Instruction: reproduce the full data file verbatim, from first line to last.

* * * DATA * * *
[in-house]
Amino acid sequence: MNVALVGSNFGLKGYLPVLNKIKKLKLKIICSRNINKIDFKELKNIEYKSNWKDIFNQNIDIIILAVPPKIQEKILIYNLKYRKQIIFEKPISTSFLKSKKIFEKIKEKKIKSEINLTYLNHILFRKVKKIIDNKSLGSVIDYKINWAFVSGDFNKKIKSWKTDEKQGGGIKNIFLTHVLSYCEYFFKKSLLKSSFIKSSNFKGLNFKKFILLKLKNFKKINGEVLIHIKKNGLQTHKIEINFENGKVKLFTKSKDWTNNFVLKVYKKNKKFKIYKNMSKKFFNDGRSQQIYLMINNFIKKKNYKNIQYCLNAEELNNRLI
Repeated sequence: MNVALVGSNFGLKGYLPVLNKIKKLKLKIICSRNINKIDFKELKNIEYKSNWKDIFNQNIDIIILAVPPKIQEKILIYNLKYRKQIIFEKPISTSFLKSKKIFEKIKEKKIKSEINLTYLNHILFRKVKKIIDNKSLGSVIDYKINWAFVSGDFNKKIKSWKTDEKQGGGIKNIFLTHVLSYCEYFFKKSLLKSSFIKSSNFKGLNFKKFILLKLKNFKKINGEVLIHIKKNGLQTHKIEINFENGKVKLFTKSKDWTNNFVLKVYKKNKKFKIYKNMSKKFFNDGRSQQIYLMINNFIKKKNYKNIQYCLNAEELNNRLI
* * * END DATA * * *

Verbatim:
[in-house]
Amino acid sequence: MNVALVGSNFGLKGYLPVLNKIKKLKLKIICSRNINKIDFKELKNIEYKSNWKDIFNQNIDIIILAVPPKIQEKILIYNLKYRKQIIFEKPISTSFLKSKKIFEKIKEKKIKSEINLTYLNHILFRKVKKIIDNKSLGSVIDYKINWAFVSGDFNKKIKSWKTDEKQGGGIKNIFLTHVLSYCEYFFKKSLLKSSFIKSSNFKGLNFKKFILLKLKNFKKINGEVLIHIKKNGLQTHKIEINFENGKVKLFTKSKDWTNNFVLKVYKKNKKFKIYKNMSKKFFNDGRSQQIYLMINNFIKKKNYKNIQYCLNAEELNNRLI
Repeated sequence: MNVALVGSNFGLKGYLPVLNKIKKLKLKIICSRNINKIDFKELKNIEYKSNWKDIFNQNIDIIILAVPPKIQEKILIYNLKYRKQIIFEKPISTSFLKSKKIFEKIKEKKIKSEINLTYLNHILFRKVKKIIDNKSLGSVIDYKINWAFVSGDFNKKIKSWKTDEKQGGGIKNIFLTHVLSYCEYFFKKSLLKSSFIKSSNFKGLNFKKFILLKLKNFKKINGEVLIHIKKNGLQTHKIEINFENGKVKLFTKSKDWTNNFVLKVYKKNKKFKIYKNMSKKFFNDGRSQQIYLMINNFIKKKNYKNIQYCLNAEELNNRLI